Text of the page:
The SNP would be highly likely to come third in terms of seat numbers ahead of the Liberal Party, but both would be likely to break into double digits. Jim Sillars might also be able to sneak through in Ayrshire South for the Scottish Labour Party but is the only possibility for a minor party to be successful at the initial elections. What might have a wider effect is if the single candidate in multi-member seats by the Liberal and Scottish Labour parties forced on them by necessity might be enough in some cases to split the seat between two parties, this might be the case in anywhere up to 15 seats before we even begin to consider tactical voting by Liberals.

The results of the initial elections to the Scottish Assembly would be unlikely to set the world on fire, but during the recession and rising unemployment of the early 1980s it would provide an established body through which opposition to the policies of the Conservative government might be voiced. The question would then be whether this would be a viable position for a devolved legislature to take.

Long-Term Effects

The long-term effects of a Scottish Assembly being established in the wake of the 1979 devolution referendum would be dependent on several factors in the first decade of its existence – not least of all would be whether it is able to continue in existence beyond its first few years. Even if it did not survive the 1980s, there are plenty of opportunities in which it might change the trajectory for events in Scottish and British politics.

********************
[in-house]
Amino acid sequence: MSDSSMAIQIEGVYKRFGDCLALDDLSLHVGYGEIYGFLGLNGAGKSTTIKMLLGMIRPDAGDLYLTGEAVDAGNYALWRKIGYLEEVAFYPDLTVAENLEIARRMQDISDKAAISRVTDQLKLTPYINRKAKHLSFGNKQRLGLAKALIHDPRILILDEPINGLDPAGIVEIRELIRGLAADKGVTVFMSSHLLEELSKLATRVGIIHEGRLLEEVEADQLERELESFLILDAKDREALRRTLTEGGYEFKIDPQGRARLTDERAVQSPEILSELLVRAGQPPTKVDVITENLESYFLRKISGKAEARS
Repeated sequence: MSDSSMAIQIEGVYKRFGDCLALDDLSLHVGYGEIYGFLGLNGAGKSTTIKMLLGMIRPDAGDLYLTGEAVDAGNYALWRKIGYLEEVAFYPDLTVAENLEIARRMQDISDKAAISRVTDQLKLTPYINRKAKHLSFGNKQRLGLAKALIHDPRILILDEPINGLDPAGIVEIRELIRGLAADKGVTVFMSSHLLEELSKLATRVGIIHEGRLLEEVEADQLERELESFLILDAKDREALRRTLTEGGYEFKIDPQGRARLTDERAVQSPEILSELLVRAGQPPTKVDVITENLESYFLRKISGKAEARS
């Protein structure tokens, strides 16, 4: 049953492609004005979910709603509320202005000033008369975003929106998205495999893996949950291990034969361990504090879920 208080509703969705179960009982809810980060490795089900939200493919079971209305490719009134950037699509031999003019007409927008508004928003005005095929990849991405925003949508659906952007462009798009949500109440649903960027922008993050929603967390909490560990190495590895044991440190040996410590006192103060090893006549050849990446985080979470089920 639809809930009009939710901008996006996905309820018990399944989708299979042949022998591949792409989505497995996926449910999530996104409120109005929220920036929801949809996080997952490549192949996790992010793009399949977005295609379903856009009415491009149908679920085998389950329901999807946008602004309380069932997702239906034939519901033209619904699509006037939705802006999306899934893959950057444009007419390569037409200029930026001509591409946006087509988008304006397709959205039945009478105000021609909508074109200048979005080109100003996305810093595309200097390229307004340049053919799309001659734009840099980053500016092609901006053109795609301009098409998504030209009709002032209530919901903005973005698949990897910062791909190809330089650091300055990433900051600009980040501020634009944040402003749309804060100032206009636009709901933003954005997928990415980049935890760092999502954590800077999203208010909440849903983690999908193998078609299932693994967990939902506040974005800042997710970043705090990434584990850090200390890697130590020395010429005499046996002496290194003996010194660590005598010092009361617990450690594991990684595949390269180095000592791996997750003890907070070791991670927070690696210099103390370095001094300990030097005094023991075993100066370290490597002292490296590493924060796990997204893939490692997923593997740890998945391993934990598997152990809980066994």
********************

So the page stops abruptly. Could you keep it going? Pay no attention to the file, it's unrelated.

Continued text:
Though the Labour Party would be very likely to be in power in the Scottish Assembly during the early 1980s the systematic problems in the wider UK Labour Party that led to the split and formation of the Social Democratic Party in 1981 would still be there. Though Scotland has a reputation (exaggerated to a certain extent) as being more left leaning than the rest of the UK, this has tended to be the opposite with its elected representatives of the Labour Party. There is the possibility that the newly elected Labour AMs might push to vote in the Party leadership election along with MPs in November of 1980. This would likely see Denis Healey elected over Michael Foot, but the attempted change might prove too difficult to be introduced in time for the leadership election. Without them, Michael Foot would still be elected leader and the SDP split would happen on schedule – not that the split would be an impossibility under Healey’s leadership. Many of the most likely defectors amongst Scottish Labour MPs did not jump ship historically and might be less likely to do so whilst in government in Edinburgh. The historical defectors to the SDP, Dickson Mabon and Bob Maclennan, would still be likely to defect perhaps along with several other AMs (Vince Cable might be amongst the initial crop of Labour representatives in the Assembly and defected historically). However, it is very unlikely these would be enough to rob the Labour government in Edinburgh of its majority.